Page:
Publisher: HarperPerennial (1994)
“In this darkly comic short story collection, Sherman Alexie, a Spokane/Coeur d/Alene Indian, brilliantly weaves memory, fantasy, and stark realism to paint a complex, grimly ironic portrait of life in and around the Spokane Indian Reservation. These twenty-two interlinked tales are narrated by characters raised on humiliation and government-issue cheese, and yet are filled with passion and affection, myth, and dream. There is Victor, who as a nine-year-old crawled between his unconscious parents hoping that the alcohol seeping through their skins might help him sleep, Thomas Builds-the-Fire, who tells his stories long after people stop listening, and Jimmy Many Horses, dying of cancer, who writes letters on stationery that reads, ‘From the Death Bed of James many Horses III,’ even though he actually writes them from his kitchen table. Against a backdrop of alcohol, car accidents, laughter and basketball, Alexie depicts the distances between Indians and whites, reservation Indians and urban Indians, men and women, and most poetically, between modern Indians and the traditions of the past.” – from the back cover of my paperback 1994 edition
I acquired this short story collection when I was the ripe age of seventeen while enrolled in an English class at Syracuse University for a summer session. Unfortunately, I wasn’t interested in the class and didn’t even open the book at the time. Now, in my late twenties, ready and attentive to ingesting any kind of writing I can get my hands on, I devoured this collection. I was blown away. At seventeen, there’s no way I could’ve appreciated the moments and emotion Alexie poured into this collection and no way I could’ve appreciated the symbolism used in these stories.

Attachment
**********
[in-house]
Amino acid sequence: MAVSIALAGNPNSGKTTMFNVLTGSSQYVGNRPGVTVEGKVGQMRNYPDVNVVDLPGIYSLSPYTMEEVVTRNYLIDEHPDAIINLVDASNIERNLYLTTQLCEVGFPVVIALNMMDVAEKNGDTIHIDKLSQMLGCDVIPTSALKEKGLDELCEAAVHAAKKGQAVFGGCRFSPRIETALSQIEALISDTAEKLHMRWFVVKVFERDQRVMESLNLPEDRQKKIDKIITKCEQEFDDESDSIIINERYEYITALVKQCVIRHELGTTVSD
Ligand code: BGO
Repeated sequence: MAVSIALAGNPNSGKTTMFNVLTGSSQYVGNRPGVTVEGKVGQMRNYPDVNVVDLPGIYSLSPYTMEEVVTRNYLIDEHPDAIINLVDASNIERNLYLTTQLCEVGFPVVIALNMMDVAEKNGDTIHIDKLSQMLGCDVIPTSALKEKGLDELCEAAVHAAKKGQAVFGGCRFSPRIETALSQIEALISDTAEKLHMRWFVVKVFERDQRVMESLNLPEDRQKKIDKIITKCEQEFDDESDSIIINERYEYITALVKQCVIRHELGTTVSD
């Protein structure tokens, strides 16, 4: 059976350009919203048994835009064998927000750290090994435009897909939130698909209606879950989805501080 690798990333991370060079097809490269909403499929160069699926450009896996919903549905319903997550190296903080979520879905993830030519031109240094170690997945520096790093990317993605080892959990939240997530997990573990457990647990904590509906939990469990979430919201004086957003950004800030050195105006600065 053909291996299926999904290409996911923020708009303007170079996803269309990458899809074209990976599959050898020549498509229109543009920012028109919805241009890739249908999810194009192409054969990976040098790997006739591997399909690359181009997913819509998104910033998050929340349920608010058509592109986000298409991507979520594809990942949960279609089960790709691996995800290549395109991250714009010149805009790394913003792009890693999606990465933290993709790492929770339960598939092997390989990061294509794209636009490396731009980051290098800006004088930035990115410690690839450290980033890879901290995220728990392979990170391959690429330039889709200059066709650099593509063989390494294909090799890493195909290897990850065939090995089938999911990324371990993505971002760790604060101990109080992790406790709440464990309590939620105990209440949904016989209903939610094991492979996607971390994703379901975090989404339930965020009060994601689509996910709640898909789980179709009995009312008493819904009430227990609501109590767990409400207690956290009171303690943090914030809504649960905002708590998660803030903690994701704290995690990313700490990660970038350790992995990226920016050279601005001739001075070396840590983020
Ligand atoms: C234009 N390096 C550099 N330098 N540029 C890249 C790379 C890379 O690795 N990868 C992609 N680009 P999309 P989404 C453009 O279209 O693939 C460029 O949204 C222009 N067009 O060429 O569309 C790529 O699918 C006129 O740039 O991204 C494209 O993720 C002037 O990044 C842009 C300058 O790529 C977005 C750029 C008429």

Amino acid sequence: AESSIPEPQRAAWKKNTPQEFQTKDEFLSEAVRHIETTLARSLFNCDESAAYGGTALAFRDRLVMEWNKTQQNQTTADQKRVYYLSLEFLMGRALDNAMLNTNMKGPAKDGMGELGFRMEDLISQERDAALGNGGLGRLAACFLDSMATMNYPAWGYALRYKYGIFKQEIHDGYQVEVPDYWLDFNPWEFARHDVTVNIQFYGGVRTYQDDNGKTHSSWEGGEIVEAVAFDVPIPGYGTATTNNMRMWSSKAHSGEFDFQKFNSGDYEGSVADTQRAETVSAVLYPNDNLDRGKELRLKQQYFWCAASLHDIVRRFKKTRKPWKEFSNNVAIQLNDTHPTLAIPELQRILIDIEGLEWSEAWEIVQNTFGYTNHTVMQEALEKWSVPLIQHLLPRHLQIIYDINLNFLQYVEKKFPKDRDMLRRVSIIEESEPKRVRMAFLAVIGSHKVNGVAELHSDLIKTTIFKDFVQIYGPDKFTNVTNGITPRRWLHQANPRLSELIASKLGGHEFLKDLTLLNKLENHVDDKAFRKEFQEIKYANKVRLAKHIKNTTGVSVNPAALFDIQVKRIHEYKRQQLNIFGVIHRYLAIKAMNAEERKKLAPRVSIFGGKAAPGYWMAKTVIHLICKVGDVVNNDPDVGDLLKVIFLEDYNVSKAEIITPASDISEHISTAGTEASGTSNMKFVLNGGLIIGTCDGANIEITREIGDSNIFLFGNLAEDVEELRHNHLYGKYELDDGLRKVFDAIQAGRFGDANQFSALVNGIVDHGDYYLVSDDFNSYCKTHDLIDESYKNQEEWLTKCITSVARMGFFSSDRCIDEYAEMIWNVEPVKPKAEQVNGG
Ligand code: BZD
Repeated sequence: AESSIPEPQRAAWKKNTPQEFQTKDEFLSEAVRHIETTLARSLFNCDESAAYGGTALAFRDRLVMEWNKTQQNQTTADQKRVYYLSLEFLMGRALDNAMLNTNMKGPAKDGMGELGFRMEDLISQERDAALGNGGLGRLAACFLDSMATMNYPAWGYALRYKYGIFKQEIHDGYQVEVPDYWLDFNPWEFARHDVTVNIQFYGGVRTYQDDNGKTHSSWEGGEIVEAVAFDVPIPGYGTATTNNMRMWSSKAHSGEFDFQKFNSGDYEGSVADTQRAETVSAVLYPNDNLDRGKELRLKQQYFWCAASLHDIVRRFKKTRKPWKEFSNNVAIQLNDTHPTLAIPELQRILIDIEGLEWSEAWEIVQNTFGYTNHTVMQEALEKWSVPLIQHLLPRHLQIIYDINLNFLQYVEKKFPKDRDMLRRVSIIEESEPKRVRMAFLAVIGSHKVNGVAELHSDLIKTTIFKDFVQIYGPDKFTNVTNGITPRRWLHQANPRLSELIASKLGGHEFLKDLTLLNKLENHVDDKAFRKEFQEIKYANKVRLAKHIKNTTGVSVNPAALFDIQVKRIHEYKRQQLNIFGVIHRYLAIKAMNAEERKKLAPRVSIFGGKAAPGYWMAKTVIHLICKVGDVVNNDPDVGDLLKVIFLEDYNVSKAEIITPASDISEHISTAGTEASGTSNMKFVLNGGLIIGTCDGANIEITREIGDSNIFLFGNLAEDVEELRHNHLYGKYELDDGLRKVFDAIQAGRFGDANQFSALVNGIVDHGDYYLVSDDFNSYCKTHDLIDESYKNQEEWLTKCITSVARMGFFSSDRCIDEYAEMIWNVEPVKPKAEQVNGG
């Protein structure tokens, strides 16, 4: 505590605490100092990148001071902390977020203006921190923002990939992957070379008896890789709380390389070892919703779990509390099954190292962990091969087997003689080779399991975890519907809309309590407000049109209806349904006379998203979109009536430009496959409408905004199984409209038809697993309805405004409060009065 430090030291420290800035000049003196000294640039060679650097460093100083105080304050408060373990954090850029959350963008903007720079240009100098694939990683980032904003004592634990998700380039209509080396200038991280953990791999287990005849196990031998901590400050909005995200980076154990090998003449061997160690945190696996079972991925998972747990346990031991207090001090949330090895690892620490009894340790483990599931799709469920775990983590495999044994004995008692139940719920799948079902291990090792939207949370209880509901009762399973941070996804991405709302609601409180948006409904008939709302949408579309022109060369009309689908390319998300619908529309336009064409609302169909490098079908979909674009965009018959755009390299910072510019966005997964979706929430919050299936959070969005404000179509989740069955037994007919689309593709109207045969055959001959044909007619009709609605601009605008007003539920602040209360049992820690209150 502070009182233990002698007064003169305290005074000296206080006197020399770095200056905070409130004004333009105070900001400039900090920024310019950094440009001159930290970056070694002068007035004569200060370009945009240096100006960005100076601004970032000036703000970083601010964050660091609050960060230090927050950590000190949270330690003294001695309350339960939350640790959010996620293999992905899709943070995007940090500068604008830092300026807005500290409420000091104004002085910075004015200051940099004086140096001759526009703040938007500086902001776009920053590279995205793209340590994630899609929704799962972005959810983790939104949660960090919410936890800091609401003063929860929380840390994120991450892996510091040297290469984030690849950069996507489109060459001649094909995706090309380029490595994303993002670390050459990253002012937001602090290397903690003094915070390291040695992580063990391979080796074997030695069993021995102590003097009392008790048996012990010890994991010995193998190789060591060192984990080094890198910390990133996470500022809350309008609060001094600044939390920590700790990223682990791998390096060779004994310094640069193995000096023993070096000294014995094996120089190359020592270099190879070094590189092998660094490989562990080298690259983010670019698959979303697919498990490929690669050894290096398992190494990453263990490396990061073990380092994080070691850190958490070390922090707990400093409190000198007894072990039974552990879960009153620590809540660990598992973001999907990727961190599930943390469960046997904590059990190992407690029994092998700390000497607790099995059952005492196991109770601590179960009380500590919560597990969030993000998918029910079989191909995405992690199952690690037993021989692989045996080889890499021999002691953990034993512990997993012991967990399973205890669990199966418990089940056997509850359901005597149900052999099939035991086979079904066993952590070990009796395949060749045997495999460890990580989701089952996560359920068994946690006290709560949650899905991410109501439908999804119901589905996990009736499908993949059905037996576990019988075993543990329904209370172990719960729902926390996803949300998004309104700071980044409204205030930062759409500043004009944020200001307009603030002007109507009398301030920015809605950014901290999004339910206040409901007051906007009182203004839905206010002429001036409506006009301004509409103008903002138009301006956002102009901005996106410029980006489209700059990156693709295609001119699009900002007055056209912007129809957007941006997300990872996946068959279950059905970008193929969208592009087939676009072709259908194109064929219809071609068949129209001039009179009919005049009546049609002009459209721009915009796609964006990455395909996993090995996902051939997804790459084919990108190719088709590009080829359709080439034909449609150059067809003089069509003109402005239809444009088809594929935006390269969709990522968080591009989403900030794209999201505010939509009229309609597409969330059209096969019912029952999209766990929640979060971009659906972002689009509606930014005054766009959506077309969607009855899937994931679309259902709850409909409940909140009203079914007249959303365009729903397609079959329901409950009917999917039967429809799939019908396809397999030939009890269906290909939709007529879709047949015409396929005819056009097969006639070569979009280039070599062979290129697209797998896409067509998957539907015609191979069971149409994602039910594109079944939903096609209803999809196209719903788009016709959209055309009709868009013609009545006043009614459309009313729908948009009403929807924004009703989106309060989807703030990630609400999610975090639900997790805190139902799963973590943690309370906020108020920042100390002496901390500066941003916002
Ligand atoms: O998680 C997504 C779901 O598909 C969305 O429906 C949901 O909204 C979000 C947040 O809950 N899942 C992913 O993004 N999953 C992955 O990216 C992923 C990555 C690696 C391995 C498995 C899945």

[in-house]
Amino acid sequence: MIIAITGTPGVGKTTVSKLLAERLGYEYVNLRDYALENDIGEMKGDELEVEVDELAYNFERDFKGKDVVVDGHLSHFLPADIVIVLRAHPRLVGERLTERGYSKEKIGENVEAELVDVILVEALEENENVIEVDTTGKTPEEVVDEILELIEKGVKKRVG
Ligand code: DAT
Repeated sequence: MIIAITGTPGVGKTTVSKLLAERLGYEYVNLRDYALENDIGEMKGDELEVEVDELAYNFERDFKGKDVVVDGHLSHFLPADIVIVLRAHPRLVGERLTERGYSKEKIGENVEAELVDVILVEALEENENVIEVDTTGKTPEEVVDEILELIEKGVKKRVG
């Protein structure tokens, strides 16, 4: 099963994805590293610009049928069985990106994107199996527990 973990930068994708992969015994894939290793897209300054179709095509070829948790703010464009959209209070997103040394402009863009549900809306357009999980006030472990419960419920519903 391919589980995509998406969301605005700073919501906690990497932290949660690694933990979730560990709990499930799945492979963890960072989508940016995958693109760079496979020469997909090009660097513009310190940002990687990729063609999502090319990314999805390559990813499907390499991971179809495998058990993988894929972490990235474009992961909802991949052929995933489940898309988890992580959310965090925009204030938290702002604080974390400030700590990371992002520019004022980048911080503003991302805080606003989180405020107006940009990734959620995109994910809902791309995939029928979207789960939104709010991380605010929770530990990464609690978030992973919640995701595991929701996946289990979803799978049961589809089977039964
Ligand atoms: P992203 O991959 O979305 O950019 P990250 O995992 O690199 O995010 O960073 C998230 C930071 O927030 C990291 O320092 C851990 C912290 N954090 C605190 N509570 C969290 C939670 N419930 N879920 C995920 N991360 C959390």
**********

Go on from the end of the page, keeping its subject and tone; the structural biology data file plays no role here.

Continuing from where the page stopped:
I probably say this about every book that leaves an impression on me but, I’d love to write like Alexie. Obviously, not like him but to have the ability and skill to make his world relevant, important, and touching to the outside world. I’m sure he may know some of these people or can imagine what these people are like that made me want to dig into my own past and neighborhood.
One of my favorite stories was “Because My Father Always Said He was the Only Indian Who Saw Jimi Hendrix Play ‘The Star-Spangled Banner’ at Woodstock.” The story follows Victor (some stories follow him and some don’t) and his relationship to his alcoholic father, and Jimi Hendrix. There was a moment in this story that made me think of any child with an alcoholic parent and its effect on the family. Alexie captured alcoholism not as the main issue but in the background even though it was an issue; his subtly made the story stay with you because of its execution and manner alcoholism was handled.
The same is said with all the themes Alexie plays with in this collection; his prose was poetic, sad, subtle, sweet, nostalgic, and beautiful.
Absolutely moving and written expertly, Alexie knows how to capture and satisfy a reader’s attention effortlessly. This short story collection is an excellent selection for any reader looking for a new work of fiction to read.